"Kona in a Cup": Everything you need to know about Kona coffee before you buyby: Derek Paiva
posted: Mon Mar 22, 2010 at 12:50 PM
Hawaii is the only U.S. state where coffee is grown.
You’ll find coffee farms on five Hawaiian Islands—Maui, Molokai, Oahu, Kauai and the Big Island of Hawaii. But the Big Island lays claim to the Hawaii-grown bean that is one of the most in-demand and most expensive in the world.
Kona coffee is that prized bean. Grown on just 2,300 total acres on a 20-mile belt of land on the steep slopes of Big Island volcanoes Hualalai and Mauna Loa, Kona coffee claims a price-per-pound, consumer awareness and marketing advantage no other coffee in the world can match.
In HAWAII Magazine’s January/February 2010 issue feature “Kona In A Cup,” we explored the popularity, history, business and mystique of Kona coffee. How did Kona coffee earn its worldwide acclaim? Why can a one-pound bag of 100% Kona coffee claim a price double or triple that of other beans? How much Kona-grown coffee does a cup of “Kona blend” actually have? What are some tips every Kona coffee fan searching for exceptional beans should know?
We visited Kailua-Kona’s coffee country to get answers to the questions above and sample some great coffee.
Here and on the following pages we present the HAWAII Magazine feature “Kona In A Cup,” in its entirety:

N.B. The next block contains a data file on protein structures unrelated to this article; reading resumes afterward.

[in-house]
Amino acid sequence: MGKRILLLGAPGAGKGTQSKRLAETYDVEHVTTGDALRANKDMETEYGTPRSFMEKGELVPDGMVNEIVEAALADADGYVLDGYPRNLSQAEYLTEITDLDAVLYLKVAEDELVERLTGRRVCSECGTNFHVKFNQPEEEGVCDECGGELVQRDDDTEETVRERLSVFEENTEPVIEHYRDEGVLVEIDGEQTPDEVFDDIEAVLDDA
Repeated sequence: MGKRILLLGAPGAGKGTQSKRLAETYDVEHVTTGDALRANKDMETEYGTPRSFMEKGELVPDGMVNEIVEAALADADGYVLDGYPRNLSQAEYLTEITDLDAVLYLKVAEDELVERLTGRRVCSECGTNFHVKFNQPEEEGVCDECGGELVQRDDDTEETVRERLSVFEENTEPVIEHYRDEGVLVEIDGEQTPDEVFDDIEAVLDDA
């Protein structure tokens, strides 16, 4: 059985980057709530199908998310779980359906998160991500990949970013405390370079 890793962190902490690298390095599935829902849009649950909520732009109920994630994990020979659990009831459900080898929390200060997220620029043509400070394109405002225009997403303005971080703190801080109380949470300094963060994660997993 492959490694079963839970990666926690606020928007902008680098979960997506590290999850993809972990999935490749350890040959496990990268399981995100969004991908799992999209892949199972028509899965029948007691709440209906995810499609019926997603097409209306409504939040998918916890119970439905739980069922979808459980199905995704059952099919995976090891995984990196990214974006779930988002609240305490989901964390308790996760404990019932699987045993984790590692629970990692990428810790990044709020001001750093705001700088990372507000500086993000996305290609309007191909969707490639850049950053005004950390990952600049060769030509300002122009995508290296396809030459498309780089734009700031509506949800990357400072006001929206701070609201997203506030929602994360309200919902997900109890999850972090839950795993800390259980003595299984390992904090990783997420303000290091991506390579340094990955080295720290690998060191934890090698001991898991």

“Kona In A Cup”
By Derek Paiva
(from the January/February 2010 issue of HAWAII Magazine)
Barely 20 minutes from Kailua-Kona airport, and I’m already in Kona coffee country.
I’m headed south on Mamalahoa Highway, two lanes of historic blacktop winding through cool, green highlands more than 1,000 feet above the bone-dry Kailua-Kona coastline.
Welcome to the Kona Coffee Belt, a 20-mile stretch along the steep slopes of the two Big Island volcanoes, Hualalai and Mauna Loa. It’s barely a mile across at its widest, but this corridor of rich farmland hosts about 800 small, mostly family-owned farms—farms that produce one of the most expensive and in-demand coffees in the world.
I’m cruising the belt hoping to find out firsthand how Kona coffee earned worldwide acclaim and a retail price as high as $60 per one-pound bag—and if it truly deserves both. I’m also here hoping to find some great coffee.
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